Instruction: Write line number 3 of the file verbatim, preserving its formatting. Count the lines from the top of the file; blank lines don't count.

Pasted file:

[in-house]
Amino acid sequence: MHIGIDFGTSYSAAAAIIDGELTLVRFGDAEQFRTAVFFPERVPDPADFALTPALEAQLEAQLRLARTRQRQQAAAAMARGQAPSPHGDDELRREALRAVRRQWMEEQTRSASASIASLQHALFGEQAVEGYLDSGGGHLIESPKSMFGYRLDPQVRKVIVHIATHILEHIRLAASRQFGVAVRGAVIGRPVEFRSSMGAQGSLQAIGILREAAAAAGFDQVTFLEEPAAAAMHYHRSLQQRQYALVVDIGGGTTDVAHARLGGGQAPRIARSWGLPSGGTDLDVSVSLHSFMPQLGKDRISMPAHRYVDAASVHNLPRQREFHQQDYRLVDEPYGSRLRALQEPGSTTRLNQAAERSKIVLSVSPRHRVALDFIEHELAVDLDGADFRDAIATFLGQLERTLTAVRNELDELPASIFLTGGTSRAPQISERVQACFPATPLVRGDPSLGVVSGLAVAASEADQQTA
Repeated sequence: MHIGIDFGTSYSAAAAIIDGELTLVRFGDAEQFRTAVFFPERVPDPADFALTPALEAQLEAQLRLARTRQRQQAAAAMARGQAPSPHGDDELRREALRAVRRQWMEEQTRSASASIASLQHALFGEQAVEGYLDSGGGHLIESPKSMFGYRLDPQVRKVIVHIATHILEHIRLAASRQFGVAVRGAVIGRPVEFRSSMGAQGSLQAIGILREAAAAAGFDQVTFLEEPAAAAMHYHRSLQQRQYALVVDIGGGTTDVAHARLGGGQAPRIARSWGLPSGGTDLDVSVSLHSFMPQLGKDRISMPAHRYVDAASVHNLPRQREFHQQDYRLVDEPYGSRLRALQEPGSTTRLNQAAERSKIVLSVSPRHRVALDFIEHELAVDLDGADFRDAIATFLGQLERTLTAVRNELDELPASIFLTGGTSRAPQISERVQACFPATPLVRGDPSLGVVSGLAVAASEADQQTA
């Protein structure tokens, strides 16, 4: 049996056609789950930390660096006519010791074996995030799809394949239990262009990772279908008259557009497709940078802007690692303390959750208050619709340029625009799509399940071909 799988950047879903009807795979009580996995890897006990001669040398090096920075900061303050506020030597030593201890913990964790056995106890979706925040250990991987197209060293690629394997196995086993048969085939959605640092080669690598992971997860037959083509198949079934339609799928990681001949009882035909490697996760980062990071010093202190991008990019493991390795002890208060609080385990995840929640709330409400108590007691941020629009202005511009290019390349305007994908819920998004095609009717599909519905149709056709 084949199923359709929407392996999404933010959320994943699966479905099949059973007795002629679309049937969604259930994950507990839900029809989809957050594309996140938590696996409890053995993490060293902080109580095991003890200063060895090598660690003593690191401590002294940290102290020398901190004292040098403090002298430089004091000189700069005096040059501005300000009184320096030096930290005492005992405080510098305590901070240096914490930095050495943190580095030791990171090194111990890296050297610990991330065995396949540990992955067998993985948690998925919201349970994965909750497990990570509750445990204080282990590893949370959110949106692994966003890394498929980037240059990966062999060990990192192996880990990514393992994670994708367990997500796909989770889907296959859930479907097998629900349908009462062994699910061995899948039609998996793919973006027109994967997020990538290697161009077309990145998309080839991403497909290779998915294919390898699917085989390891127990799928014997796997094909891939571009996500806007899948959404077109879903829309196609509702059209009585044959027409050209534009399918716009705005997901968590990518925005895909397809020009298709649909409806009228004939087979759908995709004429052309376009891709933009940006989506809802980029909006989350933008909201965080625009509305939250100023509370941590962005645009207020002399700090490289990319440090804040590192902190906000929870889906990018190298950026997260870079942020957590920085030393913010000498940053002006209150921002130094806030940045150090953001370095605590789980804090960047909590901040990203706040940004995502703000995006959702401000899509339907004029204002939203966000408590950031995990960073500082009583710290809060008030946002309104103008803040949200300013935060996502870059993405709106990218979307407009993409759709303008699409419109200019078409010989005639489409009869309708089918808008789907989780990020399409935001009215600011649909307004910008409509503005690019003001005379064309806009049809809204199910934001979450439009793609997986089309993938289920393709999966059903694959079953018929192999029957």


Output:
Repeated sequence: MHIGIDFGTSYSAAAAIIDGELTLVRFGDAEQFRTAVFFPERVPDPADFALTPALEAQLEAQLRLARTRQRQQAAAAMARGQAPSPHGDDELRREALRAVRRQWMEEQTRSASASIASLQHALFGEQAVEGYLDSGGGHLIESPKSMFGYRLDPQVRKVIVHIATHILEHIRLAASRQFGVAVRGAVIGRPVEFRSSMGAQGSLQAIGILREAAAAAGFDQVTFLEEPAAAAMHYHRSLQQRQYALVVDIGGGTTDVAHARLGGGQAPRIARSWGLPSGGTDLDVSVSLHSFMPQLGKDRISMPAHRYVDAASVHNLPRQREFHQQDYRLVDEPYGSRLRALQEPGSTTRLNQAAERSKIVLSVSPRHRVALDFIEHELAVDLDGADFRDAIATFLGQLERTLTAVRNELDELPASIFLTGGTSRAPQISERVQACFPATPLVRGDPSLGVVSGLAVAASEADQQTA